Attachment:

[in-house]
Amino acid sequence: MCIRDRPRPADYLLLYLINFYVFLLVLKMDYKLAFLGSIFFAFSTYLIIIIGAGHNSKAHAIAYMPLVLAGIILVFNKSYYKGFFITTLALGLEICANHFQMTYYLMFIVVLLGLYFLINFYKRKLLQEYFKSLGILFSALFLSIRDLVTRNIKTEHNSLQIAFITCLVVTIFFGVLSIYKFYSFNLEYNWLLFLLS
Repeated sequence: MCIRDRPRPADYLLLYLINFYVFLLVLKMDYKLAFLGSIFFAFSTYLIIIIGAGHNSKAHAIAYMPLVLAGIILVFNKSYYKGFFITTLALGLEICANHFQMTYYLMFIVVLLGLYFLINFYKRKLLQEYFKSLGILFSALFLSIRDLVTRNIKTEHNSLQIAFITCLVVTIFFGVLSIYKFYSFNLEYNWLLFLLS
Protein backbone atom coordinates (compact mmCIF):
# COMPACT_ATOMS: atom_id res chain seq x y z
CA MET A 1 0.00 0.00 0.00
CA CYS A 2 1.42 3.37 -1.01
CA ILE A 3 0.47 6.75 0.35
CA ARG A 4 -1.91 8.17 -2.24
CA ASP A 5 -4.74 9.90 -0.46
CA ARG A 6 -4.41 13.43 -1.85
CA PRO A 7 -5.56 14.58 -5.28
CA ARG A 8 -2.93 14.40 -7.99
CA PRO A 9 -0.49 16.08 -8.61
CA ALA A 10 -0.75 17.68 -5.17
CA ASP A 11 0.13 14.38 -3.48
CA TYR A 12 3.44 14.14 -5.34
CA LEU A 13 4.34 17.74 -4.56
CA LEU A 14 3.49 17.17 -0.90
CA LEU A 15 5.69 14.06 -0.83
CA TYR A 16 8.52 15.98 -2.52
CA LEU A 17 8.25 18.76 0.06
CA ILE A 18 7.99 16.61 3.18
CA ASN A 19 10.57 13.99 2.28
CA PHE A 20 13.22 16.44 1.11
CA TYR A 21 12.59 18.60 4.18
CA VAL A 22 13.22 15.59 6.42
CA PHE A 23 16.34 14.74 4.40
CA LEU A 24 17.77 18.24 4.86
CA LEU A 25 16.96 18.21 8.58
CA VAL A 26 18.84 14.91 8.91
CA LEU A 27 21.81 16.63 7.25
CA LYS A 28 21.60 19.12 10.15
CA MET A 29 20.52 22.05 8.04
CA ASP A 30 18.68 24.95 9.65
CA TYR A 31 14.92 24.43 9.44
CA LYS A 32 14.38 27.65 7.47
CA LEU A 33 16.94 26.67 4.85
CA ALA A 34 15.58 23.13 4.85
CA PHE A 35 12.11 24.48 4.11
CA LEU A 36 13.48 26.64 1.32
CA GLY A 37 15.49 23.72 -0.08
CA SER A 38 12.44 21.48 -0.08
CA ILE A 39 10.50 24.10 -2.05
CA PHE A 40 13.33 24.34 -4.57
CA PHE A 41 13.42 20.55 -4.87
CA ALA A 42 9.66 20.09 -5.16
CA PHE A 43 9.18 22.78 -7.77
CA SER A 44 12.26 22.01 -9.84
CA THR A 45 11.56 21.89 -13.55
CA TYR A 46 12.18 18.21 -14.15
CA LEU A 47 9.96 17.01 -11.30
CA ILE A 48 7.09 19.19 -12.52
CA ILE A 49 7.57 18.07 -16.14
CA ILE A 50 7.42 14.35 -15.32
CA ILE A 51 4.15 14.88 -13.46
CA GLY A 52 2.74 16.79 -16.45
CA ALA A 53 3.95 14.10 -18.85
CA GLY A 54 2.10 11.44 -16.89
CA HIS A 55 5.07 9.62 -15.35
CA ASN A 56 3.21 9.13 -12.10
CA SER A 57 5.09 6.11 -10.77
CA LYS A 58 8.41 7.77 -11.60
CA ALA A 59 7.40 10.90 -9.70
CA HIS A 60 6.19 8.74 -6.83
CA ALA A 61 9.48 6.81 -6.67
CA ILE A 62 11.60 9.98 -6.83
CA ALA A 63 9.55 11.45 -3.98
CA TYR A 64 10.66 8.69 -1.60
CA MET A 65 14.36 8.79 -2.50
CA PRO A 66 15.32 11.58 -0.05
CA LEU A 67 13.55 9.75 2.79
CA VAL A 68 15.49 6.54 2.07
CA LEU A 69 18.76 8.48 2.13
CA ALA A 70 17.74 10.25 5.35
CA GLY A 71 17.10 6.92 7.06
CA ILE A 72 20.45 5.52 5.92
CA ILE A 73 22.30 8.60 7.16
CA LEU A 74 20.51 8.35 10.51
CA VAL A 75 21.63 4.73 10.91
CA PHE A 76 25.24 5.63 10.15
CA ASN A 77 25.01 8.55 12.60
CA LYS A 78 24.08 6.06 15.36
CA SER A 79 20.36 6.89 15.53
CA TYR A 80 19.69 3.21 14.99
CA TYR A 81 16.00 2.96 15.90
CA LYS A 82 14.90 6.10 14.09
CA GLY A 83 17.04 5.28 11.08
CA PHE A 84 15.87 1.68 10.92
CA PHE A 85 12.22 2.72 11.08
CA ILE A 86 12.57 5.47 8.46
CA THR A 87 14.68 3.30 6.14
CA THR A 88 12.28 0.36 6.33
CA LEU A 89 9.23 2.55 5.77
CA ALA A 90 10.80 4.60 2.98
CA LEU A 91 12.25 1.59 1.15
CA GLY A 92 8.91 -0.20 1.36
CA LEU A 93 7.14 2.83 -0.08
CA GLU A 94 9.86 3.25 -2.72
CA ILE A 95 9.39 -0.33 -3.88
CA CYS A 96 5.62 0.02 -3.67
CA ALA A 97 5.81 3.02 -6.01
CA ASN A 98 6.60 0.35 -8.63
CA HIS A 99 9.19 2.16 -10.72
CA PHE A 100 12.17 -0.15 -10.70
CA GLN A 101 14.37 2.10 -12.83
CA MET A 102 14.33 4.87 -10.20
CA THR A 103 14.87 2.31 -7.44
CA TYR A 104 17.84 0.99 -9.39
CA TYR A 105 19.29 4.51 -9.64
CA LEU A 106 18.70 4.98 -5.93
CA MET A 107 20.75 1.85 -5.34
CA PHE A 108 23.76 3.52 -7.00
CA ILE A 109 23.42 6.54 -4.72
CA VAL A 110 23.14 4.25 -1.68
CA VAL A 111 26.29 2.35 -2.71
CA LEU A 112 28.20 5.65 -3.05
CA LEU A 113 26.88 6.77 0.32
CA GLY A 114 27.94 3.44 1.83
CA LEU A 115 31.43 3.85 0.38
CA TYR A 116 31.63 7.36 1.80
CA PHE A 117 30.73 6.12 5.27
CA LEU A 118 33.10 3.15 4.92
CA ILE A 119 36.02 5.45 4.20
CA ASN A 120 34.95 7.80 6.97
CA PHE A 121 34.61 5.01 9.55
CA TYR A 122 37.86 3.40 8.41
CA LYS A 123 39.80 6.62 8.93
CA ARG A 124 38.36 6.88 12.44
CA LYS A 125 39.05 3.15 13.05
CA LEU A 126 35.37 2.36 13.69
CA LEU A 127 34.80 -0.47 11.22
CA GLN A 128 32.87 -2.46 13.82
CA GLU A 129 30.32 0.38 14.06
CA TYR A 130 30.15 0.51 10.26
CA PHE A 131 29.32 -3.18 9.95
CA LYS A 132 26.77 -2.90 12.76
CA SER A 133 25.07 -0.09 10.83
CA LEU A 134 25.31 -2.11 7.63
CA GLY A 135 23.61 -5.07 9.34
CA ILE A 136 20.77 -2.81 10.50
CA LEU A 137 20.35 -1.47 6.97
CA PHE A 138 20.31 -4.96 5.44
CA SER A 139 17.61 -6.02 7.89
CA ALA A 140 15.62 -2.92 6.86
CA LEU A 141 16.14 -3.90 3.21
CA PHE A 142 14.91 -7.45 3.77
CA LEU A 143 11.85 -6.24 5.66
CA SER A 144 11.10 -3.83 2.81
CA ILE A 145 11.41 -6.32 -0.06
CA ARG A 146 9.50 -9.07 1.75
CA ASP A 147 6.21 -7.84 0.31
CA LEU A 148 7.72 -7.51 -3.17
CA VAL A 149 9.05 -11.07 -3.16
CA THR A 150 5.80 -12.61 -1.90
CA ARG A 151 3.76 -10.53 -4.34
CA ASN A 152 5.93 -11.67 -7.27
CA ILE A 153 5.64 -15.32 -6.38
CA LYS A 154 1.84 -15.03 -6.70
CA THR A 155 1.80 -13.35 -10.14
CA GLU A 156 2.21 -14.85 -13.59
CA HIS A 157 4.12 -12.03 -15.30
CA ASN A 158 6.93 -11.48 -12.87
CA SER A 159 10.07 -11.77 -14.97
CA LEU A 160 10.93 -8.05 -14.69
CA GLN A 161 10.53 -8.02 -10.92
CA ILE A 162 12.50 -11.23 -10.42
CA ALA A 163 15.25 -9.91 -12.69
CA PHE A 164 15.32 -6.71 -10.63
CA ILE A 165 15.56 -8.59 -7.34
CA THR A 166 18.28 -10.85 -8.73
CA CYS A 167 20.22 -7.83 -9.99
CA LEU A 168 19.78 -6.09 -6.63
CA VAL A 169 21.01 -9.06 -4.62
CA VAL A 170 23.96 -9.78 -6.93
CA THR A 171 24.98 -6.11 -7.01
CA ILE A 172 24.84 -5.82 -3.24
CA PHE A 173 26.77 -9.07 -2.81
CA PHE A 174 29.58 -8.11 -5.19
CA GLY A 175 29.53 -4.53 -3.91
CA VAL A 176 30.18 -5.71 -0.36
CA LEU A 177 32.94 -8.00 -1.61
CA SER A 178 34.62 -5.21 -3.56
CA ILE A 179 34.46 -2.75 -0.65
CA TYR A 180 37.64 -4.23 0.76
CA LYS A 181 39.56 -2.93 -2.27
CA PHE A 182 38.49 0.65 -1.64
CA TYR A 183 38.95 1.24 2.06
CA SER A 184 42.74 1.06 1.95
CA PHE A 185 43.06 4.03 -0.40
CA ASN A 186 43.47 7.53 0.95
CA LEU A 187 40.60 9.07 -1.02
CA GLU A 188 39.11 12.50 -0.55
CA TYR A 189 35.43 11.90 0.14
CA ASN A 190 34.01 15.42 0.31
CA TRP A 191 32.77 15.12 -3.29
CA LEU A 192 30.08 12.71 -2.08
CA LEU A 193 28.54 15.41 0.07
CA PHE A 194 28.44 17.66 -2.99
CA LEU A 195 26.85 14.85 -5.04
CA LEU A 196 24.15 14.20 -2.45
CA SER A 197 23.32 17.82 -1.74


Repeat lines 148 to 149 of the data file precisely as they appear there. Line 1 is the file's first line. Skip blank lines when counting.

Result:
CA LEU A 143 11.85 -6.24 5.66
CA SER A 144 11.10 -3.83 2.81